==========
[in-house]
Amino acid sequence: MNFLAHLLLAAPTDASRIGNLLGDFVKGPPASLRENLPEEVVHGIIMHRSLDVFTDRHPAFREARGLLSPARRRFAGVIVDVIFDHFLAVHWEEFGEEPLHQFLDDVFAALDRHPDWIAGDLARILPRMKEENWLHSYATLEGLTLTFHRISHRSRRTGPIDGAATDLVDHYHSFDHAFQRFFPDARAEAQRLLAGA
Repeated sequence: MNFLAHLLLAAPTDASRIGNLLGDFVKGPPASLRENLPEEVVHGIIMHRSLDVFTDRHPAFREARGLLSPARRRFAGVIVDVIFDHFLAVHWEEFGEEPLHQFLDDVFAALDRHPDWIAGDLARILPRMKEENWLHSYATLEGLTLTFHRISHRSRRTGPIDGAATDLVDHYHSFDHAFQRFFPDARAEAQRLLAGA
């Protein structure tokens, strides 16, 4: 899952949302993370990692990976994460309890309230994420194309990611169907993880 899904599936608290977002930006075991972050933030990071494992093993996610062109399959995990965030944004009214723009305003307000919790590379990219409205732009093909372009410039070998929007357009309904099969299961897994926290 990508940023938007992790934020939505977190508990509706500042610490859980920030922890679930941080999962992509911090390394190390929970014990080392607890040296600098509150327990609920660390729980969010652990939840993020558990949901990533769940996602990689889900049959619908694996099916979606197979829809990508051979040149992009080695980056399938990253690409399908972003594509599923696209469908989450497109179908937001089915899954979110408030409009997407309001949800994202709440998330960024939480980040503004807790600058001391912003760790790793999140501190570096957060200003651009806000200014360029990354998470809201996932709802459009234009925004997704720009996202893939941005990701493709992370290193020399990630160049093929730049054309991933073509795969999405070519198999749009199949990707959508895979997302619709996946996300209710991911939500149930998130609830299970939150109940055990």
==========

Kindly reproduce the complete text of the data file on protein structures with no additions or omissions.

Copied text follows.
[in-house]
Amino acid sequence: MNFLAHLLLAAPTDASRIGNLLGDFVKGPPASLRENLPEEVVHGIIMHRSLDVFTDRHPAFREARGLLSPARRRFAGVIVDVIFDHFLAVHWEEFGEEPLHQFLDDVFAALDRHPDWIAGDLARILPRMKEENWLHSYATLEGLTLTFHRISHRSRRTGPIDGAATDLVDHYHSFDHAFQRFFPDARAEAQRLLAGA
Repeated sequence: MNFLAHLLLAAPTDASRIGNLLGDFVKGPPASLRENLPEEVVHGIIMHRSLDVFTDRHPAFREARGLLSPARRRFAGVIVDVIFDHFLAVHWEEFGEEPLHQFLDDVFAALDRHPDWIAGDLARILPRMKEENWLHSYATLEGLTLTFHRISHRSRRTGPIDGAATDLVDHYHSFDHAFQRFFPDARAEAQRLLAGA
């Protein structure tokens, strides 16, 4: 899952949302993370990692990976994460309890309230994420194309990611169907993880 899904599936608290977002930006075991972050933030990071494992093993996610062109399959995990965030944004009214723009305003307000919790590379990219409205732009093909372009410039070998929007357009309904099969299961897994926290 990508940023938007992790934020939505977190508990509706500042610490859980920030922890679930941080999962992509911090390394190390929970014990080392607890040296600098509150327990609920660390729980969010652990939840993020558990949901990533769940996602990689889900049959619908694996099916979606197979829809990508051979040149992009080695980056399938990253690409399908972003594509599923696209469908989450497109179908937001089915899954979110408030409009997407309001949800994202709440998330960024939480980040503004807790600058001391912003760790790793999140501190570096957060200003651009806000200014360029990354998470809201996932709802459009234009925004997704720009996202893939941005990701493709992370290193020399990630160049093929730049054309991933073509795969999405070519198999749009199949990707959508895979997302619709996946996300209710991911939500149930998130609830299970939150109940055990």